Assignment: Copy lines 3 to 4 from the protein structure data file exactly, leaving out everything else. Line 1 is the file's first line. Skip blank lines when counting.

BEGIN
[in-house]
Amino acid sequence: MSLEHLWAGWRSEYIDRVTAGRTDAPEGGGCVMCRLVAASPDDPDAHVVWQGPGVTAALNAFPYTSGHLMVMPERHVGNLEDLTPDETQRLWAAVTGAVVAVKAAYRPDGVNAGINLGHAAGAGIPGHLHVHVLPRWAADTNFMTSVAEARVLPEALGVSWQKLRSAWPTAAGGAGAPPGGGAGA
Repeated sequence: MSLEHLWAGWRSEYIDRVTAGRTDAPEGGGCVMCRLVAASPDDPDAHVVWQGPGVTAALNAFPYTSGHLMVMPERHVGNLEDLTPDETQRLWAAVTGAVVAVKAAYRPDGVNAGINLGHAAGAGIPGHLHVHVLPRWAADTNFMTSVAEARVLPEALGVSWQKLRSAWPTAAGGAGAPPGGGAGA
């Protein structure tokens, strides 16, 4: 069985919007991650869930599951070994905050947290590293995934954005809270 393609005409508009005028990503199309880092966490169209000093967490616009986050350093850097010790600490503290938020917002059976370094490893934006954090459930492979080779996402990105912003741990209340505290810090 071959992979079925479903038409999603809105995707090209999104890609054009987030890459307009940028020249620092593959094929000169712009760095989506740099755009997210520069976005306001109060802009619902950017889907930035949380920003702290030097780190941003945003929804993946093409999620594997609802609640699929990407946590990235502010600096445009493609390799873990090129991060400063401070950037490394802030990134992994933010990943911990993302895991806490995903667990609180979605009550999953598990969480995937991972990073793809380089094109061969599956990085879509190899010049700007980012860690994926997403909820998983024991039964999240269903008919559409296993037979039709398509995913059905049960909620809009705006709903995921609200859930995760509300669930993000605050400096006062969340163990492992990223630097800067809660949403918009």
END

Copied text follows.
Repeated sequence: MSLEHLWAGWRSEYIDRVTAGRTDAPEGGGCVMCRLVAASPDDPDAHVVWQGPGVTAALNAFPYTSGHLMVMPERHVGNLEDLTPDETQRLWAAVTGAVVAVKAAYRPDGVNAGINLGHAAGAGIPGHLHVHVLPRWAADTNFMTSVAEARVLPEALGVSWQKLRSAWPTAAGGAGAPPGGGAGA
């Protein structure tokens, strides 16, 4: 069985919007991650869930599951070994905050947290590293995934954005809270 393609005409508009005028990503199309880092966490169209000093967490616009986050350093850097010790600490503290938020917002059976370094490893934006954090459930492979080779996402990105912003741990209340505290810090 071959992979079925479903038409999603809105995707090209999104890609054009987030890459307009940028020249620092593959094929000169712009760095989506740099755009997210520069976005306001109060802009619902950017889907930035949380920003702290030097780190941003945003929804993946093409999620594997609802609640699929990407946590990235502010600096445009493609390799873990090129991060400063401070950037490394802030990134992994933010990943911990993302895991806490995903667990609180979605009550999953598990969480995937991972990073793809380089094109061969599956990085879509190899010049700007980012860690994926997403909820998983024991039964999240269903008919559409296993037979039709398509995913059905049960909620809009705006709903995921609200859930995760509300669930993000605050400096006062969340163990492992990223630097800067809660949403918009």